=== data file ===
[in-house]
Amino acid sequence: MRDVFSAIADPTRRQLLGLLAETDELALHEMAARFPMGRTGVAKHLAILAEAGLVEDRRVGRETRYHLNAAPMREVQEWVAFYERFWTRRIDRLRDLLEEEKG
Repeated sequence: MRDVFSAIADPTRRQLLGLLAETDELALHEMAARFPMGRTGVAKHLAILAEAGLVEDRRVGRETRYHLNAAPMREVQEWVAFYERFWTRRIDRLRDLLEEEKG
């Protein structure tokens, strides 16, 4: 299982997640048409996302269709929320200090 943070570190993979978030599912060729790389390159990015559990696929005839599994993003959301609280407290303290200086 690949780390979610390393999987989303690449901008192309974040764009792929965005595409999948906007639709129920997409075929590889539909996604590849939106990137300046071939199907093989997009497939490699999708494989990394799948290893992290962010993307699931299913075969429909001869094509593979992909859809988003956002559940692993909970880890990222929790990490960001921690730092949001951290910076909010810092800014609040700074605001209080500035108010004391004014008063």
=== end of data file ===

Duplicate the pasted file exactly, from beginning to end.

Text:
[in-house]
Amino acid sequence: MRDVFSAIADPTRRQLLGLLAETDELALHEMAARFPMGRTGVAKHLAILAEAGLVEDRRVGRETRYHLNAAPMREVQEWVAFYERFWTRRIDRLRDLLEEEKG
Repeated sequence: MRDVFSAIADPTRRQLLGLLAETDELALHEMAARFPMGRTGVAKHLAILAEAGLVEDRRVGRETRYHLNAAPMREVQEWVAFYERFWTRRIDRLRDLLEEEKG
């Protein structure tokens, strides 16, 4: 299982997640048409996302269709929320200090 943070570190993979978030599912060729790389390159990015559990696929005839599994993003959301609280407290303290200086 690949780390979610390393999987989303690449901008192309974040764009792929965005595409999948906007639709129920997409075929590889539909996604590849939106990137300046071939199907093989997009497939490699999708494989990394799948290893992290962010993307699931299913075969429909001869094509593979992909859809988003956002559940692993909970880890990222929790990490960001921690730092949001951290910076909010810092800014609040700074605001209080500035108010004391004014008063």